I recently joined the Ballard Writers Collective, and now I’m webmastering for them and doing freelance web work for local authors.
They’re a great group, led by Peggy Sturdivant, who, among other things, are exploring non-traditional forms of publishing, firing ideas in my head about how to find workarounds to the semi-broken academic model.
Many of the authors need web and new tech help. It’s easy and enjoyable for me since most of the work is WordPress related, but I forget sometimes how difficult it can be to enter the digital space, having basically been a cyborg my whole life…
Last week I went to Long Beach, CA for the Digital Media and Learning conference. It was great meeting a ton of people (too many to list, sorry), sharing a room with Moses Wolfenstein and Sean Duncan, having breakfast with fellow DML Summer Institute people, getting dinner with fellow Terror Novans, and seeing demos of really cool projects (cf below). The highlight of the presentations was definitely the ignite talks–quick 5 minute talks with an auto-advancing slidedeck. One presenter couldn’t make the second ignite session, so Alex Halavais took to the stage and did an improv talk with slides he had never seen before! And it was it was hilarious, on-point, and relevant!
Last year, Jeremy Hunsinger and I set up an etherpad for the conference where anyone attending could collaboratively take notes and chat about the sessions. This year, I set up the same thing with a Google doc and blasted the url to Twitter periodically. I’m disappointed in the turn-out of the gdoc use, especially given that the theme of many of the talks was about collective and collaborative/participatory production and understanding of cultural artifacts, curricula, etc. I saw many people using laptops and iPads to take notes, but those notes will forever be sequestered, not shared. 🙁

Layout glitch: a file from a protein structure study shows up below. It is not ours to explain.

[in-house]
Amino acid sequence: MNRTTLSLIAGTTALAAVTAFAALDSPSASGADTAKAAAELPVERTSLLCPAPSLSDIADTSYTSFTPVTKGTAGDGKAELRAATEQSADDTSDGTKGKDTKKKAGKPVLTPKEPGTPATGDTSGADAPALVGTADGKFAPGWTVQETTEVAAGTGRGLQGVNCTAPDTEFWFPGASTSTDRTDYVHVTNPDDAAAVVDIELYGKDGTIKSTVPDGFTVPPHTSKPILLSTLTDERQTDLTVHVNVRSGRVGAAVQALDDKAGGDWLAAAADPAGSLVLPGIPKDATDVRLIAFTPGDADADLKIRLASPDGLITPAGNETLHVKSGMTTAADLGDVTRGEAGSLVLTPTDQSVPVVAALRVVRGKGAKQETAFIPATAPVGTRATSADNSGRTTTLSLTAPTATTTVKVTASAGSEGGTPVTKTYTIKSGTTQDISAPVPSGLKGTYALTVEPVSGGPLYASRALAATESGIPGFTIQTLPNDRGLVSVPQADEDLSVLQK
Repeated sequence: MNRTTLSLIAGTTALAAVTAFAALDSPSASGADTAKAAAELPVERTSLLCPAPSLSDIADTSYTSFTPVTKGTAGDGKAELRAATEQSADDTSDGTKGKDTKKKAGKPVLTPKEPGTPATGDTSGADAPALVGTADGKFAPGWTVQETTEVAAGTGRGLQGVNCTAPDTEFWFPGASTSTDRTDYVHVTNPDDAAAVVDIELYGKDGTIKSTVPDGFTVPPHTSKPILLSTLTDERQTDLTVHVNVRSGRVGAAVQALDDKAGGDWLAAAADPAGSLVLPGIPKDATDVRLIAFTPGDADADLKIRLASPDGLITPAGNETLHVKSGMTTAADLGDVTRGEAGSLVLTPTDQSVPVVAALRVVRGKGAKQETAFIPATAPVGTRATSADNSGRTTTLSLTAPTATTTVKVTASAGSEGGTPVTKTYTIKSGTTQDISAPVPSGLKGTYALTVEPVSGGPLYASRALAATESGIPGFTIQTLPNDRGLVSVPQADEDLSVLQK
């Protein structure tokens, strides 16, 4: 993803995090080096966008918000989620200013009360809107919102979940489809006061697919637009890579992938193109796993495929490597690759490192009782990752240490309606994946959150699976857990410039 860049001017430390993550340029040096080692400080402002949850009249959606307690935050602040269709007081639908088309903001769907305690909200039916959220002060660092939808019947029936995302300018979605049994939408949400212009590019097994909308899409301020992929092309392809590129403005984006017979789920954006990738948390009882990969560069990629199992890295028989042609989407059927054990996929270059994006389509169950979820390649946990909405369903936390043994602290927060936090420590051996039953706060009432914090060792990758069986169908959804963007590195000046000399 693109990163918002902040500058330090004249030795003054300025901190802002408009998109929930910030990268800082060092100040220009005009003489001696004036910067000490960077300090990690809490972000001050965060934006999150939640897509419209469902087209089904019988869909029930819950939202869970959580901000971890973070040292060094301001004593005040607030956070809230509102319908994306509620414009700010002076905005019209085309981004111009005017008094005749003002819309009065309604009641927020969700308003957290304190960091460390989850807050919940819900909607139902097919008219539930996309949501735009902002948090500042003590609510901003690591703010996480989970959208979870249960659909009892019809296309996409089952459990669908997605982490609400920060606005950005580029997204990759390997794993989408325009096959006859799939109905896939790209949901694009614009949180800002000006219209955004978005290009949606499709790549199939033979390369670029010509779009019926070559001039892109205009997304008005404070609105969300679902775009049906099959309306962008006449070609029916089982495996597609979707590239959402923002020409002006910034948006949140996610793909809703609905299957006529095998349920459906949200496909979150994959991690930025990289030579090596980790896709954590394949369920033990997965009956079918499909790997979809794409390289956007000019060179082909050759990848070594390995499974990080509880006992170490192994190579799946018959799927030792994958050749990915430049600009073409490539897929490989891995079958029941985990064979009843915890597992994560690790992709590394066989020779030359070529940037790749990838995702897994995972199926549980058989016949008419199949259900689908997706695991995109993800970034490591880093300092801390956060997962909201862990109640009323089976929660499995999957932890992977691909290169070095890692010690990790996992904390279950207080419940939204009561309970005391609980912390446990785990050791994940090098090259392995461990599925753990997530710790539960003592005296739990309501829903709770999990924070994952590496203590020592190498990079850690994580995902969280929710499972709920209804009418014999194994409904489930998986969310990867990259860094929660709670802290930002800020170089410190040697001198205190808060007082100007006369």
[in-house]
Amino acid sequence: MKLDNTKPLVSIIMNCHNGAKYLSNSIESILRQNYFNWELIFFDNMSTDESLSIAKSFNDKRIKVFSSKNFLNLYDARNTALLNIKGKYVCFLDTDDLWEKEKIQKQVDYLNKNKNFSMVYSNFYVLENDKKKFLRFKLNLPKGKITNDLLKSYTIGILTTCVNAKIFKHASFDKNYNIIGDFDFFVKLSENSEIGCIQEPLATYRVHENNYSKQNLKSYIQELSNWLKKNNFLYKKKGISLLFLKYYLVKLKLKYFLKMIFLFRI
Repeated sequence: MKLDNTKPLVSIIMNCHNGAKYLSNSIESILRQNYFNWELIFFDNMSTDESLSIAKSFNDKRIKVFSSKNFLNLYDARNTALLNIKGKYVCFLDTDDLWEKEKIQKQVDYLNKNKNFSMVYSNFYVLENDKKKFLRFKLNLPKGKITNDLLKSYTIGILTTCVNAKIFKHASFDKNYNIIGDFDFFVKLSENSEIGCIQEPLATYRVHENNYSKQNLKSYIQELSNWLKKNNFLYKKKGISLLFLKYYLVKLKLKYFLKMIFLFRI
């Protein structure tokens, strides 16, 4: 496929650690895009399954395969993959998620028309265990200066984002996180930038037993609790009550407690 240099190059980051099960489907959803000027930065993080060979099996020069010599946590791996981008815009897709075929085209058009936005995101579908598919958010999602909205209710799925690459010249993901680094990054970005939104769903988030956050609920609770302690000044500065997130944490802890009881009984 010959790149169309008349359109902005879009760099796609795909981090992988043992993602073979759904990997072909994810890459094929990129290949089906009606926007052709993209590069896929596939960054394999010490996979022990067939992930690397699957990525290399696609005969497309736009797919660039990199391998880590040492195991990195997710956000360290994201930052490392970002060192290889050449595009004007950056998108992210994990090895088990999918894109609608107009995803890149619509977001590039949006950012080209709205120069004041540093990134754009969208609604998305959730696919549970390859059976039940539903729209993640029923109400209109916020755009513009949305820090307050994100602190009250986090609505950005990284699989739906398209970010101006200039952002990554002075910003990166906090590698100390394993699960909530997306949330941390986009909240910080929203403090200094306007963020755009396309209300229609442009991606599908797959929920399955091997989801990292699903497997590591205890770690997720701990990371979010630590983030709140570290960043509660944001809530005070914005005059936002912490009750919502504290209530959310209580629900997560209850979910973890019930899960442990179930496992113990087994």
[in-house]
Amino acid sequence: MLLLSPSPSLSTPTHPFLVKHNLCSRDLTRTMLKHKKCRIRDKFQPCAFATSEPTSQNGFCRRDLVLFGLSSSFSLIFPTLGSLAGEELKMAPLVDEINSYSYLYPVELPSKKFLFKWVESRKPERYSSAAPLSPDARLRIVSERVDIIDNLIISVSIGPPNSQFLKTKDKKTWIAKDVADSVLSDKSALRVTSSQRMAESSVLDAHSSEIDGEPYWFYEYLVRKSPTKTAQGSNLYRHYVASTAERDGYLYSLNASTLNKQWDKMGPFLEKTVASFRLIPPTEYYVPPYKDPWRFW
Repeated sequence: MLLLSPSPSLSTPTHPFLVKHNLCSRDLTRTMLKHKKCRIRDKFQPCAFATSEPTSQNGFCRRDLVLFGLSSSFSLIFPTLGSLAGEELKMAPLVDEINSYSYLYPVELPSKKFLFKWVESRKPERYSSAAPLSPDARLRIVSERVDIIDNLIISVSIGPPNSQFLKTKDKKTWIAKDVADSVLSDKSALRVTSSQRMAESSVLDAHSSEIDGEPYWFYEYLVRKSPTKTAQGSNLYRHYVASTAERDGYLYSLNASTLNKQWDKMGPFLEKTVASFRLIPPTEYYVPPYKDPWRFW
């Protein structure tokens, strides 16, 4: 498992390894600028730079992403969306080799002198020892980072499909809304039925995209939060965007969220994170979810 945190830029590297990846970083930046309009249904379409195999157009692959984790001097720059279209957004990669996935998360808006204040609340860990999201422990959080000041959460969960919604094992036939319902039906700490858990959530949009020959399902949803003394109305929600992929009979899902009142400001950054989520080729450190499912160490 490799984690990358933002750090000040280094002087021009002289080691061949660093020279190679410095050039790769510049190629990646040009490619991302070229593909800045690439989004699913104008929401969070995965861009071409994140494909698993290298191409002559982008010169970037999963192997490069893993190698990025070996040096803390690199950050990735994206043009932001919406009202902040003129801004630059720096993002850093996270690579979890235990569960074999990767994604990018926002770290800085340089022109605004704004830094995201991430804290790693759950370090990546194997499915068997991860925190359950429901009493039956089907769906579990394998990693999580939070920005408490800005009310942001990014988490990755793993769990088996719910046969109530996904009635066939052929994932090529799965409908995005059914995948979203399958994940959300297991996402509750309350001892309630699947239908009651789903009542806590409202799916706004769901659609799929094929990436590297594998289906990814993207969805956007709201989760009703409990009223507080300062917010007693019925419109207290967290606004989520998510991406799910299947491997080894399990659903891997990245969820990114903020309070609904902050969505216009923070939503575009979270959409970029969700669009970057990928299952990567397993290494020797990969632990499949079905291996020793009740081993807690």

My reasoning is that together we can attend everything. There were 7 concurrent tracks. Together we could have let everyone learn about each one.
As it is, I think the few of us who used the gdoc hit about a quarter of the sessions. I think for next year I’ll suggest an official gdoc or other collaborative note-taking tool be used.
There was also some backchannel activity in an IRC which got pretty snarky. I think that’s fine and quite entertaining but I wish naysayers in that backchannel would ask questions during the sessions they had particular problems with.
Overall, the type of talk around digital media literacies and games took a step backwards, I think… or maybe just treaded water from last year. There’s two things that contributed to this I think. It seemed like this year there were many more people coming from non-profits and non-academic places, so they had to be caught up with new-to-them ideas. Additionally, there was a confluence of people from different disciplinary backgrounds, so they too needed to step back a bit to lay some foundational common language down. One example was the IRC discussion about the label “gamer” and whether someone is a “hardcore” vs. “casual” gamer. I think it was a useful discussion, and, yes, it did help me better articulate things in my head. Yet games people such as the scholars who regularly attend GLS had already covered that ground a year or two ago.
That’s from today but it’s pretty much the same top ones every day. A large portion of my site visitors are interested in Deus Ex, The Witcher, Hitman, and Splinter Cell. A part of me feels like I really ought to capitalize on that somehow…
And what’s more? Why, check out these search terms that got people to my site:
half life 2 mod
deus ex inventory
deus ex 2 invisible war
overland maps in neverwinter nights
ashton kutcher naked
deus ex 2 inventory screen
Lol. I swear I don’t have a thing for Ashton Kutcher… though I guess writing this post will make my website even more relevant for that search term. :/
(Now, why did I just add ashton kutcher to my tag list?? This makes me think of GNU and other self-referential acronyms… THIS POST IS NOT ABOUT ASHTON KUTCHER! There hopefully, that’ll satisfy the google bots.)
[Edit: Oh.. it was a post on cmgp (which is now archived on my website) about ashton kutcher… lol. Yes, I can do searches on my own website, thanks. Still.. doing a google search shows that my website doesn’t appear in the first 10 pages of results. Someone’s gotta really be digging deep for those photos to try clicking on my link…]
This is the job talk I gave for an interview last week at the American Institutes for Research. It only took 6 hours to figure out how to record audio, edit it, upload it, and tweak it… but… now I know how to do it! Hooray, slideshare.net!
I said it at IR10 and SoP, and I’ll say it again. 1. Twitter is a horrible backchannel tool since it is too open, too 140 character limited, too persistent, and 2. it’s NOT a backchannel when you project it behind the speaker!!!
Personally, I think snark and irreverence is perfectly fine in a backchannel, so long as it’s also constructive, productive, informative, and on topic. I think their reactions to the content of the bc is overreactionary, but it’s all besides the point because the conference organizers shouldn’t have been broadcasting it in the first place. It’s a BACKchannel!